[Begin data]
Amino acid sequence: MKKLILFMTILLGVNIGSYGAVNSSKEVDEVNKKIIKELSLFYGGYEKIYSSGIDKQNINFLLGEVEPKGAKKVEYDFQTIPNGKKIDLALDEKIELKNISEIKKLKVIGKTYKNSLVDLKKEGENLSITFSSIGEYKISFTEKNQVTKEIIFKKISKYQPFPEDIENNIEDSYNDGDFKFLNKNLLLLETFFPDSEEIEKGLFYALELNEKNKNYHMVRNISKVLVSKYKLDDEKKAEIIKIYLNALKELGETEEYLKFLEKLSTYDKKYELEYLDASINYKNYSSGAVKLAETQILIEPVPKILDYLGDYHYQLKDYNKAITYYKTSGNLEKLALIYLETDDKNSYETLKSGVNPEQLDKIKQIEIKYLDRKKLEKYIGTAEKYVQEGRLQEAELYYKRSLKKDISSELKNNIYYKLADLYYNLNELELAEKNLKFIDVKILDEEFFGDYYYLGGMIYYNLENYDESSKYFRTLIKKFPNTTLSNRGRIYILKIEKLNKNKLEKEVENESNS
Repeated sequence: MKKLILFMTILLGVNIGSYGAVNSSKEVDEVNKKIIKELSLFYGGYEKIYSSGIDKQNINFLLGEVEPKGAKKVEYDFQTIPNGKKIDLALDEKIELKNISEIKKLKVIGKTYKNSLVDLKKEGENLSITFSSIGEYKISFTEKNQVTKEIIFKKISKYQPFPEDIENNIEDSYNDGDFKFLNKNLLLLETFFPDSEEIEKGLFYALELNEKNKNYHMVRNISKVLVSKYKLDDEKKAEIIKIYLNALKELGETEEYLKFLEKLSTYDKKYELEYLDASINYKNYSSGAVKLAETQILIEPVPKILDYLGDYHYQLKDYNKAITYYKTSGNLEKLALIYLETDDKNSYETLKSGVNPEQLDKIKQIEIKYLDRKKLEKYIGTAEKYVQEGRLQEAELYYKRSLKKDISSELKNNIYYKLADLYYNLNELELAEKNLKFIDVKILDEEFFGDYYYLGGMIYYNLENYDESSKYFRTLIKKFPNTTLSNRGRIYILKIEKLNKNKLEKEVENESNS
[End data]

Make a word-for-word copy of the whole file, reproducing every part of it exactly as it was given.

Amino acid sequence: MKKLILFMTILLGVNIGSYGAVNSSKEVDEVNKKIIKELSLFYGGYEKIYSSGIDKQNINFLLGEVEPKGAKKVEYDFQTIPNGKKIDLALDEKIELKNISEIKKLKVIGKTYKNSLVDLKKEGENLSITFSSIGEYKISFTEKNQVTKEIIFKKISKYQPFPEDIENNIEDSYNDGDFKFLNKNLLLLETFFPDSEEIEKGLFYALELNEKNKNYHMVRNISKVLVSKYKLDDEKKAEIIKIYLNALKELGETEEYLKFLEKLSTYDKKYELEYLDASINYKNYSSGAVKLAETQILIEPVPKILDYLGDYHYQLKDYNKAITYYKTSGNLEKLALIYLETDDKNSYETLKSGVNPEQLDKIKQIEIKYLDRKKLEKYIGTAEKYVQEGRLQEAELYYKRSLKKDISSELKNNIYYKLADLYYNLNELELAEKNLKFIDVKILDEEFFGDYYYLGGMIYYNLENYDESSKYFRTLIKKFPNTTLSNRGRIYILKIEKLNKNKLEKEVENESNS
Repeated sequence: MKKLILFMTILLGVNIGSYGAVNSSKEVDEVNKKIIKELSLFYGGYEKIYSSGIDKQNINFLLGEVEPKGAKKVEYDFQTIPNGKKIDLALDEKIELKNISEIKKLKVIGKTYKNSLVDLKKEGENLSITFSSIGEYKISFTEKNQVTKEIIFKKISKYQPFPEDIENNIEDSYNDGDFKFLNKNLLLLETFFPDSEEIEKGLFYALELNEKNKNYHMVRNISKVLVSKYKLDDEKKAEIIKIYLNALKELGETEEYLKFLEKLSTYDKKYELEYLDASINYKNYSSGAVKLAETQILIEPVPKILDYLGDYHYQLKDYNKAITYYKTSGNLEKLALIYLETDDKNSYETLKSGVNPEQLDKIKQIEIKYLDRKKLEKYIGTAEKYVQEGRLQEAELYYKRSLKKDISSELKNNIYYKLADLYYNLNELELAEKNLKFIDVKILDEEFFGDYYYLGGMIYYNLENYDESSKYFRTLIKKFPNTTLSNRGRIYILKIEKLNKNKLEKEVENESNS